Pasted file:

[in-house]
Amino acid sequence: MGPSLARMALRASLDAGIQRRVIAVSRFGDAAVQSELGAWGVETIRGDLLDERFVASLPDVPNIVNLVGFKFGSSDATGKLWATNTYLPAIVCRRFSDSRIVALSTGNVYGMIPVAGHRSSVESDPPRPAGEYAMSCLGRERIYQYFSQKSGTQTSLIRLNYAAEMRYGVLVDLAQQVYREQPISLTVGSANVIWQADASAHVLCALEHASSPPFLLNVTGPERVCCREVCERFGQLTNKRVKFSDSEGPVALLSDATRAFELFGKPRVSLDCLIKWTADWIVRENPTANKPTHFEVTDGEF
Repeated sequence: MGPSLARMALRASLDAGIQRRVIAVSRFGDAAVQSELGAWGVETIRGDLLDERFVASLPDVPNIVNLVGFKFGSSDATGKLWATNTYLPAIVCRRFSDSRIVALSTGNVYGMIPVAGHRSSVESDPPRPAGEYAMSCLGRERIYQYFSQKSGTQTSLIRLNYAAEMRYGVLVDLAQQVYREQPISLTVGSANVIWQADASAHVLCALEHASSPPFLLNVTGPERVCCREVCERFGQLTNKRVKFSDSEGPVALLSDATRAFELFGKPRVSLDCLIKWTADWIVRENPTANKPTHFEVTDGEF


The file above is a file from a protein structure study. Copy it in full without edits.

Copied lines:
[in-house]
Amino acid sequence: MGPSLARMALRASLDAGIQRRVIAVSRFGDAAVQSELGAWGVETIRGDLLDERFVASLPDVPNIVNLVGFKFGSSDATGKLWATNTYLPAIVCRRFSDSRIVALSTGNVYGMIPVAGHRSSVESDPPRPAGEYAMSCLGRERIYQYFSQKSGTQTSLIRLNYAAEMRYGVLVDLAQQVYREQPISLTVGSANVIWQADASAHVLCALEHASSPPFLLNVTGPERVCCREVCERFGQLTNKRVKFSDSEGPVALLSDATRAFELFGKPRVSLDCLIKWTADWIVRENPTANKPTHFEVTDGEF
Repeated sequence: MGPSLARMALRASLDAGIQRRVIAVSRFGDAAVQSELGAWGVETIRGDLLDERFVASLPDVPNIVNLVGFKFGSSDATGKLWATNTYLPAIVCRRFSDSRIVALSTGNVYGMIPVAGHRSSVESDPPRPAGEYAMSCLGRERIYQYFSQKSGTQTSLIRLNYAAEMRYGVLVDLAQQVYREQPISLTVGSANVIWQADASAHVLCALEHASSPPFLLNVTGPERVCCREVCERFGQLTNKRVKFSDSEGPVALLSDATRAFELFGKPRVSLDCLIKWTADWIVRENPTANKPTHFEVTDGEF